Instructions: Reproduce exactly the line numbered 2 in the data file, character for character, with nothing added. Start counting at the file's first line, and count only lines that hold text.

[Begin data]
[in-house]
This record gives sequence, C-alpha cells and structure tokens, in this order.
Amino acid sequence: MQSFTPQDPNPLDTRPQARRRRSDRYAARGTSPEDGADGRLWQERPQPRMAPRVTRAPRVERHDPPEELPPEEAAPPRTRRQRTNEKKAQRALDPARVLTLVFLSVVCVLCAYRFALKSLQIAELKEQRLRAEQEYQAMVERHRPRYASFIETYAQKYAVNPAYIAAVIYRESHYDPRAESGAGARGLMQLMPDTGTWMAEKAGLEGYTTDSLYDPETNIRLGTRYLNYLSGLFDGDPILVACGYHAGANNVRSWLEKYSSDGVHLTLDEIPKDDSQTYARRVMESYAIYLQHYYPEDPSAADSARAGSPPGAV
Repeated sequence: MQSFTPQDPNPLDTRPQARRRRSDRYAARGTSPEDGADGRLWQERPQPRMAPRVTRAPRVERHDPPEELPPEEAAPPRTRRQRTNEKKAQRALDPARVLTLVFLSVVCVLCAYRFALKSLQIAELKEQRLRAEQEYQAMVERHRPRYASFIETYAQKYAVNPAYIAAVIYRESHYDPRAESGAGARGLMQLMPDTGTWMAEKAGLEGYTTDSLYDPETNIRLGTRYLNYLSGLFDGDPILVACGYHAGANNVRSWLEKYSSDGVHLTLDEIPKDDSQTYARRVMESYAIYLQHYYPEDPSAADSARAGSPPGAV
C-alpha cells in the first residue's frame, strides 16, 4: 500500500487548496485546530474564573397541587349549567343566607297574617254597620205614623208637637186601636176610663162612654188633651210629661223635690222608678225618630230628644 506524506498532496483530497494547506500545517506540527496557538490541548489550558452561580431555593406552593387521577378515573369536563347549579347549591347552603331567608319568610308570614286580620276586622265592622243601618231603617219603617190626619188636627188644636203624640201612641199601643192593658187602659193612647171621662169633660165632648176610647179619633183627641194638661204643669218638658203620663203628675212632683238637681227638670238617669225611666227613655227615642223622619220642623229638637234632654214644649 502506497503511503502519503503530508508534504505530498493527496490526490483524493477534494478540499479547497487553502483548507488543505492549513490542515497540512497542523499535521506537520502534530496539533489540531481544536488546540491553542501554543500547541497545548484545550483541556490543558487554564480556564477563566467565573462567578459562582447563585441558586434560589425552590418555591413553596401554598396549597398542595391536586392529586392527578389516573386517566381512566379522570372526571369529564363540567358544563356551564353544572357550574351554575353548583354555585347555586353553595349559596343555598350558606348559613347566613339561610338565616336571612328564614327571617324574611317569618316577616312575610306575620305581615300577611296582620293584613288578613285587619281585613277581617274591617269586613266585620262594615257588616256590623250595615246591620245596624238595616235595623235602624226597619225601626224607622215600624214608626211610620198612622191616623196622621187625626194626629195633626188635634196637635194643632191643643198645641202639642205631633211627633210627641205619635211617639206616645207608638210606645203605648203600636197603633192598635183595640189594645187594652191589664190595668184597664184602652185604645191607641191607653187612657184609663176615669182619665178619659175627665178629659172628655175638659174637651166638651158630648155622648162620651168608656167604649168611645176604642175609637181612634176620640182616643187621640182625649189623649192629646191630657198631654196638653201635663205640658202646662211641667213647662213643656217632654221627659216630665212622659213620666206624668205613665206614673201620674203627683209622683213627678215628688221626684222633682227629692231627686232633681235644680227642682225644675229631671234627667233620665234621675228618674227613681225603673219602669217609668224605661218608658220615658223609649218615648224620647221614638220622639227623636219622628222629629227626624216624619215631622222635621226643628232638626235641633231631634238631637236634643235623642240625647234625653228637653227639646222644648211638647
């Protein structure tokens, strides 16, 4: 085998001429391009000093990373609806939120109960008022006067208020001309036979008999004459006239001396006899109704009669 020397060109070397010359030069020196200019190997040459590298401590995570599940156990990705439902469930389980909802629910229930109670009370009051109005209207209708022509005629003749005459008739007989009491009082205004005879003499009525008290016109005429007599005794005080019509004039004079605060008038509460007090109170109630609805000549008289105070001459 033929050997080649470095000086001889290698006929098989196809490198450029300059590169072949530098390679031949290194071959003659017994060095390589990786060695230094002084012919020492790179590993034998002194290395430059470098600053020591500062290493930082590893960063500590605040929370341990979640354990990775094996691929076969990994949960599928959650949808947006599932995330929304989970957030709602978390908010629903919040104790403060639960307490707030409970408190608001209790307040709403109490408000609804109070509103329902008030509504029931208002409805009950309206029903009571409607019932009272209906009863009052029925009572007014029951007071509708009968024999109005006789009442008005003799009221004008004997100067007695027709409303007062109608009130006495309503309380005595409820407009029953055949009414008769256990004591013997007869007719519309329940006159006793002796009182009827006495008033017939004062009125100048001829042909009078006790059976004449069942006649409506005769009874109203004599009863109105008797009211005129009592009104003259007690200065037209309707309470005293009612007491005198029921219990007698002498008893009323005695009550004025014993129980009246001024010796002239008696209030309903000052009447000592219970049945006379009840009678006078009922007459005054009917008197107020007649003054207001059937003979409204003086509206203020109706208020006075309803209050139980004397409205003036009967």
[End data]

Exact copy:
This record gives sequence, C-alpha cells and structure tokens, in this order.